It is often said that, "God will not give us more than we can bear”. The agriculture sector in the Caribbean can be hopeful, even amidst the avalanche of seemingly insurmountable challenges. A united approach to regional agriculture is the only way we can keep hope alive.
Saint Vincent and the Grenadines is currently experiencing one of its worst droughts in over fifty (50) years. The regional forecast for the 2020 Caribbean Hurricane season is not heart-warming. These challenges are our farmers' and fishers’ day to day concerns, as we live with ears glued to COVID-19 health protocols. However, giving up is not an option! Our resilience as a region can be a global successful showcase, if we combine our efforts to effectively grapple with the vagaries resulting from our challenges.
The Way Forward:
Over the past eight (8) years, I had the opportunity as a policymaker to traverse the hemispheric front line of food production. COVID-19 has brought to the fore the paramount importance of food sovereignty. Never again in our lifetime should anyone dream, or even imagine, to slight the critical role of food producers. I anticipate that the aggregated state budget for regional food production will increase significantly in the decade 2020 -2030, as a result of three (3) important factors. Firstly, there will be a shift in labour towards the food production sector. Secondly, capital invested in agriculture will have greater projected returns on investment than other sectors. Thirdly, technology will provide greater utility in the expansion of agriculture since a new generation of producers will enter the food production value chain. This will encourage the state to increase its support of agriculture investment.
It is critical that we restate that there is a consensus among all regional policymakers that food security is vital. This is a clear expression of a political will to creatively advance the cause of food production and productivity. Both the OECS and CARICOM Secretariats are busy, seeking modern modalities to address the food production sector. It is the first time that we have seen such speed to create virtual purchasing platforms for food, utilizing websites.
CARICOM member states are all urged to create supportive platforms for food production stakeholders through special budget allocations. This is certainly necessary, since farmers and fisherfolk will be witnessing significant increases in the cost of production because of climate change and inevitable slowdowns, resulting from the pandemic. Regional barriers to trade must be removed now! The unfounded belief that our 'lamb' is bad, but lamb from distant lands must be better, must become a myth of the past.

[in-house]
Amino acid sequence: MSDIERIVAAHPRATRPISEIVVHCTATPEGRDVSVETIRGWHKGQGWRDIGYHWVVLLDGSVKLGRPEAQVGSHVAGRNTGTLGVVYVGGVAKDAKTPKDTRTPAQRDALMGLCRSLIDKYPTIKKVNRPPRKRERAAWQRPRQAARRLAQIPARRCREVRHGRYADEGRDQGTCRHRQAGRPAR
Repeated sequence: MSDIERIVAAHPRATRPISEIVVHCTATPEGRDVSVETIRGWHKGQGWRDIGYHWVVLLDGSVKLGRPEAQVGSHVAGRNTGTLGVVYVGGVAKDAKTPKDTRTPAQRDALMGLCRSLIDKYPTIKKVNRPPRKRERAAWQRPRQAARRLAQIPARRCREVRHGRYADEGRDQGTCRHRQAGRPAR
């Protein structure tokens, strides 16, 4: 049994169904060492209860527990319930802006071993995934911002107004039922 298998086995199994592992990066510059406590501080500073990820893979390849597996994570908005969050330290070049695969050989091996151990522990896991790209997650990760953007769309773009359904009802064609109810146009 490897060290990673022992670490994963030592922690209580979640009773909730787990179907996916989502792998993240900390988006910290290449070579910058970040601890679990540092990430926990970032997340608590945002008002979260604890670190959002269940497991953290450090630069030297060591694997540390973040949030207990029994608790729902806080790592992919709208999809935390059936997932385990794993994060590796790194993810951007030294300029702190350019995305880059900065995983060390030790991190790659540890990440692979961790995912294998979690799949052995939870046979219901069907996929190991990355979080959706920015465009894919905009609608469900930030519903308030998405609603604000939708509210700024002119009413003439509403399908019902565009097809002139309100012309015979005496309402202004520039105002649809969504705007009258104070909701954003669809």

The following are achievable targets for the Caribbean’s agriculture sector that we must seek to achieve when the COVID-19 dust “clears”:
1. There must be a virtual market place for food products made in CARICOM so that consumers throughout the region can access.
2. Intra-regional trade in agriculture products should be prioritized and increased.
3. Strengthening of local food production value chain, which will reduce national food import bills.
4. The decline in tourism employment will shift labour and capital towards food production investment, until we see a revival of the tourism sector.
5. Emergence of a modern and competitive food production platform.
6. Establishment of a working cadre of innovative entrepreneurs across the region, working to promote regional import substitution.
Effective communication among producers, traders and technicians will be critical for the success of our modern agriculture. Man-made self-centered barriers must be removed. We must collectively own this dispensation. In a truly functioning single market, food products must move freely. I have confidence that we can, and will, achieve success!
Hon. Saboto S. Caesar is a former Island Scholar and lawyer by profession, with a specialization in Banking and Finance Law. He is the youngest elected member of Parliament in Saint Vincent and the Grenadines, and currently serves as the Minister of Agriculture, Forestry, Fisheries, Rural Transformation, Industry and Labour.
SOURCE: Ministry Of Agriculture, Forestry, Fisheries, Rural Transformation, Industry & Labour